Sensing in Therapy and Beyond!

Posted On Apr 03, 2024 |

Let’s go back to the basic sciences – and think about where energy, as physics, fits into our understanding of health?

When we learned physics at school, one of the first things we learned was velocity, or speed, but I never thought about the crossover of physics with biology until I started working with energy. The speed at which our body works, optimises its efficiency, and an efficient body, like an efficient machine requires less fuel, doesn’t it? In fact an efficient body will manage its own functions really well, and it will heal itself whenever it can.

And let’s consider communication. As therapists whenever we meet a new client, we immediately start assessing them, and they start sussing us out too.

Can I? May I? Should I? Do I trust this person? Do I feel safe?

As we look, we perceive and interpret light waves, and so we see. We interpret information in the visible spectrum of light through the complex history and experience which forms the basis of our perception. At the same time we listen, and mechanical waves hit our eardrums. But we don’t only interpret the words, we also notice tone of voice, tightness or charge, a good therapist can hear and sense changes in emotional state. We sense heat or radiation – although we can’t see it we can perceive it if we are close enough and, more recently we have started to understand that we even interpret smell as a vibration.

"This work shows that altering molecular vibrations of molecules changes their smell. Receptors in our noses are acting like tiny spectrometers to identify molecules by their vibrations." Dr Luca Turin, Alexander Fleming Biomedical Sciences Research Centre, Athens, Greece.

According to University College London (2013) - Receptors in our noses are acting like tiny spectrometers to identify molecules by their vibrations, not the shape of the molecules as previously believed. Some people can even smell disease. Joy Milne, a Scottish nurse noticed that her husband developed a particular smell 10 years before his Parkinson’s diagnosis. Her ability to detect this specific smell led to ongoing research by The University of Manchester together with Parkinson’s UK.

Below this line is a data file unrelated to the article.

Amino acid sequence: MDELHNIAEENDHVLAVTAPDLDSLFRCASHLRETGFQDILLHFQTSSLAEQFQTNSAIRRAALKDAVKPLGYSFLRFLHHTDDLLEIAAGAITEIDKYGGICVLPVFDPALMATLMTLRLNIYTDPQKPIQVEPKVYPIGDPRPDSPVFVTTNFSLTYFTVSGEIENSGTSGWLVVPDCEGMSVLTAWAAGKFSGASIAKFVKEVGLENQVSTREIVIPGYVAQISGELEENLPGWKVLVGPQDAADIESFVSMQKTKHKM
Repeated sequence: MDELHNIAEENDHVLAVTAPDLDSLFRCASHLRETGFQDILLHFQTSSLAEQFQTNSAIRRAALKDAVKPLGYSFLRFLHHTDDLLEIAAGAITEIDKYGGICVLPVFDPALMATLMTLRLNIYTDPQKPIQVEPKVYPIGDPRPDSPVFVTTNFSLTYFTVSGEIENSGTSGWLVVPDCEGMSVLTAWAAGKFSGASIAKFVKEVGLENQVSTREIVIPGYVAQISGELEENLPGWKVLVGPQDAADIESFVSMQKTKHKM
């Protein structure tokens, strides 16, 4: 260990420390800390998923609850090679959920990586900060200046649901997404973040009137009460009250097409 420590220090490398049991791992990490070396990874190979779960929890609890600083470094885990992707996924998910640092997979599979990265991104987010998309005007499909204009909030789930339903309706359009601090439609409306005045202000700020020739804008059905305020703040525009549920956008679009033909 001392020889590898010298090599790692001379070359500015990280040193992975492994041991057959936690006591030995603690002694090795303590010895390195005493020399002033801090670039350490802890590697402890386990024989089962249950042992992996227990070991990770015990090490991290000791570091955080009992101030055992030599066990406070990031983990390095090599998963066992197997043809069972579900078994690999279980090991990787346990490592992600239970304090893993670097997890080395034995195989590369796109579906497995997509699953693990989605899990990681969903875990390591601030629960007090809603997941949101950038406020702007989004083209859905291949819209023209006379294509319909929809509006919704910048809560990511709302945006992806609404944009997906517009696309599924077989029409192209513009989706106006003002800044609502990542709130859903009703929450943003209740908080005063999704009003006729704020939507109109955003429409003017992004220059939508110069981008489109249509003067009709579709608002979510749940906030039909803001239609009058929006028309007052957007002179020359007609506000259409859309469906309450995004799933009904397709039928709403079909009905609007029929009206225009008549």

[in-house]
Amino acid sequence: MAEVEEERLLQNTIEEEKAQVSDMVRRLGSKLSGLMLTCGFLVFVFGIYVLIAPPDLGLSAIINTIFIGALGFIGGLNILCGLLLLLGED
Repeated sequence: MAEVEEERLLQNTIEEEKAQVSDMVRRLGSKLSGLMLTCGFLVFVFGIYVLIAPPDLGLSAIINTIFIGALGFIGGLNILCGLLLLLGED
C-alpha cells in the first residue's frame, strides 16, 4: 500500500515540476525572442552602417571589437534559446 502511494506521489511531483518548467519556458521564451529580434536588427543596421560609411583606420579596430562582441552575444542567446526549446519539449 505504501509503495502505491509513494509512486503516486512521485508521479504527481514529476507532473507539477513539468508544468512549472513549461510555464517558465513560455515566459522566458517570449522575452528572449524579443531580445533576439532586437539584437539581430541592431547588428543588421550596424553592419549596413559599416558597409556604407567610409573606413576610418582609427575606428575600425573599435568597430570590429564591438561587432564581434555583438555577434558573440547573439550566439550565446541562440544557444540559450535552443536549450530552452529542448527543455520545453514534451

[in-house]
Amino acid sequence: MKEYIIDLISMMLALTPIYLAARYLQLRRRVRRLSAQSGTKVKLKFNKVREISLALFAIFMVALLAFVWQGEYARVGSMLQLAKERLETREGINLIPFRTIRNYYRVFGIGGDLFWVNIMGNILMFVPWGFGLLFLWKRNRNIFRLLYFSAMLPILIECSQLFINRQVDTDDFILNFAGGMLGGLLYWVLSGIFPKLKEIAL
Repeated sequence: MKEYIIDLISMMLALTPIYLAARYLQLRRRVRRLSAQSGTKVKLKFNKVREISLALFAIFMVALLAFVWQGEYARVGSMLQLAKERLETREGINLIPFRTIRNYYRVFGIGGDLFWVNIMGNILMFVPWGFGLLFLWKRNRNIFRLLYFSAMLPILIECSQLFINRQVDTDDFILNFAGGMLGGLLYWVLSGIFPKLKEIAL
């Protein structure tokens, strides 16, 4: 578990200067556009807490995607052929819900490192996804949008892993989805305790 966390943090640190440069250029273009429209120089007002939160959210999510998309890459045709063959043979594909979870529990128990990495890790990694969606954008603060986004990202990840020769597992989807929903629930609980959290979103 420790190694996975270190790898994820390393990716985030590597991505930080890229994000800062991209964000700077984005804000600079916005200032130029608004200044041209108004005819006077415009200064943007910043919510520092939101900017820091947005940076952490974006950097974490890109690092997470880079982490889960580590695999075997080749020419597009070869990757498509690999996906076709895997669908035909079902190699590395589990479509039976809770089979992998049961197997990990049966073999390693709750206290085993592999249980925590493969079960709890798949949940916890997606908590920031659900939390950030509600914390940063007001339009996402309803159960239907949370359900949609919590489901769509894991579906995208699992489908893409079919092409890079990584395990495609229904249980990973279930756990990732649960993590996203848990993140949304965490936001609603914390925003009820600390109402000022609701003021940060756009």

Dogs can be trained to alert their owners of an impending epileptic fit before it is visible to humans. The dogs can sense the change in charge long before it is perceptible to our senses.

Senses form the basis of communication,

a transference of information, an exchange of energy.

And in the man-made world of gadgets, mobile phones or wireless communications are simply the result of machines being developed, with the appropriate application of physics, to allow effective transference of information across distance. Pioneering the new paradigm of radiocommunication, the Lecher loop predated our modern technology by over a hundred years but is no less effective in its task.

Thank you for joining me on this adventure through time - where physics meets anatomy

Look out for part FOUR soon,

Carol